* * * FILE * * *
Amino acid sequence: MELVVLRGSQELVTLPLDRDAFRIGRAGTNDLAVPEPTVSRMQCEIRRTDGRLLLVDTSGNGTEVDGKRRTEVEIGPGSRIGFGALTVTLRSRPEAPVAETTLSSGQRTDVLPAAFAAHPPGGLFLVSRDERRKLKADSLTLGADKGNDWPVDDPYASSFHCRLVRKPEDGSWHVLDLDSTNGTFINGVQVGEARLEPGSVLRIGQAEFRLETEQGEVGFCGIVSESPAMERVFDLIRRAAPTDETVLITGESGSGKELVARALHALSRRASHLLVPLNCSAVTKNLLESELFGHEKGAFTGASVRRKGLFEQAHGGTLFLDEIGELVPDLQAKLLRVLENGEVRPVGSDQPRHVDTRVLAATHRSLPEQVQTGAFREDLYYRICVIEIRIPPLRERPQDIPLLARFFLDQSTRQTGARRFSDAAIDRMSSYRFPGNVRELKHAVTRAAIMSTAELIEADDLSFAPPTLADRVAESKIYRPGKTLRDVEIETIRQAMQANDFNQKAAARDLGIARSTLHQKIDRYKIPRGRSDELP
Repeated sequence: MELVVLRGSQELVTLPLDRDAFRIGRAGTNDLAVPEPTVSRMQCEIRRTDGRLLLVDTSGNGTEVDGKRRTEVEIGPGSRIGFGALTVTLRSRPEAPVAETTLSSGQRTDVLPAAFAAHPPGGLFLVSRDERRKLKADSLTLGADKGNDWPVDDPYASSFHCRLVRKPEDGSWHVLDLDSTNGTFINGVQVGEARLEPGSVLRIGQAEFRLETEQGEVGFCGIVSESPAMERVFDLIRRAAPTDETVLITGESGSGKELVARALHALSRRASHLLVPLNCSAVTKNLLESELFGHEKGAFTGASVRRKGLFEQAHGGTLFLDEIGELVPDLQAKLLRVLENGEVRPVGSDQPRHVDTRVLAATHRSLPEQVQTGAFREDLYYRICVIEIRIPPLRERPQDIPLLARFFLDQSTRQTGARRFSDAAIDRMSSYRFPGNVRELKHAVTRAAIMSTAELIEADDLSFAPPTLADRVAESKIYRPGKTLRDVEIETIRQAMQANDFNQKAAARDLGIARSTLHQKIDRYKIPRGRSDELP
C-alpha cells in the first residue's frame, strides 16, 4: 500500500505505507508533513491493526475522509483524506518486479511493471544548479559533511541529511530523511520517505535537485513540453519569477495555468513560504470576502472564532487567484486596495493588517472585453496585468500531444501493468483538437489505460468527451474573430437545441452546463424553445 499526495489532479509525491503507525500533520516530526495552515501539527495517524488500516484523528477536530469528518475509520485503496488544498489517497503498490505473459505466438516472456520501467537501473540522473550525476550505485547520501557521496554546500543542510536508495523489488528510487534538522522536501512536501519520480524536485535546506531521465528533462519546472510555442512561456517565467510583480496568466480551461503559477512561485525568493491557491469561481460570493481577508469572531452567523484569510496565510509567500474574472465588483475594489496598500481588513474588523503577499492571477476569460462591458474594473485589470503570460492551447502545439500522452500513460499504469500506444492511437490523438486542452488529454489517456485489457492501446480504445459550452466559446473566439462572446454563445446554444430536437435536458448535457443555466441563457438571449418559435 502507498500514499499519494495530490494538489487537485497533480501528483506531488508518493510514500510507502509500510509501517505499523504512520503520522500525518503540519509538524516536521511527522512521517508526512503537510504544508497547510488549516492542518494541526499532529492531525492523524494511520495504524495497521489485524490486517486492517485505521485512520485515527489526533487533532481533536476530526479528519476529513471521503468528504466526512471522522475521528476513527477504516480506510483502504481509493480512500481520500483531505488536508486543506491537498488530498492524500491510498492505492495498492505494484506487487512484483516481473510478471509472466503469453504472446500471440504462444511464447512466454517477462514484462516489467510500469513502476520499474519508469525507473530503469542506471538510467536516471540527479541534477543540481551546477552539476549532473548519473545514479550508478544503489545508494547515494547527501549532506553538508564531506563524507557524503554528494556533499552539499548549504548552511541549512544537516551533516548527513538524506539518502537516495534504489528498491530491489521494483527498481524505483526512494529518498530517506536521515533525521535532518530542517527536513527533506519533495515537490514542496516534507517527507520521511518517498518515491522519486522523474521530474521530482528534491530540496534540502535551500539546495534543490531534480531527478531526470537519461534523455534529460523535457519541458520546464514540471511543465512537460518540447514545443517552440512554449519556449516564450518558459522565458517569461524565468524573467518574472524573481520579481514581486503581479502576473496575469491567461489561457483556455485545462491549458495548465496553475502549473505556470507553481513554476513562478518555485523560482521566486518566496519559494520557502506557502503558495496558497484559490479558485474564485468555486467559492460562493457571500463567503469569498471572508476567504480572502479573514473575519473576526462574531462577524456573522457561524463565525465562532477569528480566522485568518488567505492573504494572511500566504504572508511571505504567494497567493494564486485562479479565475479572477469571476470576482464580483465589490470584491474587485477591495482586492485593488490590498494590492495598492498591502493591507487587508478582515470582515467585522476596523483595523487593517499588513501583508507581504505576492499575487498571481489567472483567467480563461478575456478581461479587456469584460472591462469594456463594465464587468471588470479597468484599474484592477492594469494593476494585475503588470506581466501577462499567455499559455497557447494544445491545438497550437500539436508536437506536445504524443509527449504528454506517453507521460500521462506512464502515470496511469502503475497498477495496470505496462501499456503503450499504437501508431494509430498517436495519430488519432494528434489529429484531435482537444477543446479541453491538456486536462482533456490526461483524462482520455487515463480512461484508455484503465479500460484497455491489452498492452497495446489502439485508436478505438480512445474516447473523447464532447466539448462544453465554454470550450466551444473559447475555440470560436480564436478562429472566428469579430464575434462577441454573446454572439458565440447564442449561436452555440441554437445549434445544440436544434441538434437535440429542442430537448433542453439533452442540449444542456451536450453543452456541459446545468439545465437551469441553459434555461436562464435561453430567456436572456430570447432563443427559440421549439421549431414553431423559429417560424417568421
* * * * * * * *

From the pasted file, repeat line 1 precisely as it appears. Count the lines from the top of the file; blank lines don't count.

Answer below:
Amino acid sequence: MELVVLRGSQELVTLPLDRDAFRIGRAGTNDLAVPEPTVSRMQCEIRRTDGRLLLVDTSGNGTEVDGKRRTEVEIGPGSRIGFGALTVTLRSRPEAPVAETTLSSGQRTDVLPAAFAAHPPGGLFLVSRDERRKLKADSLTLGADKGNDWPVDDPYASSFHCRLVRKPEDGSWHVLDLDSTNGTFINGVQVGEARLEPGSVLRIGQAEFRLETEQGEVGFCGIVSESPAMERVFDLIRRAAPTDETVLITGESGSGKELVARALHALSRRASHLLVPLNCSAVTKNLLESELFGHEKGAFTGASVRRKGLFEQAHGGTLFLDEIGELVPDLQAKLLRVLENGEVRPVGSDQPRHVDTRVLAATHRSLPEQVQTGAFREDLYYRICVIEIRIPPLRERPQDIPLLARFFLDQSTRQTGARRFSDAAIDRMSSYRFPGNVRELKHAVTRAAIMSTAELIEADDLSFAPPTLADRVAESKIYRPGKTLRDVEIETIRQAMQANDFNQKAAARDLGIARSTLHQKIDRYKIPRGRSDELP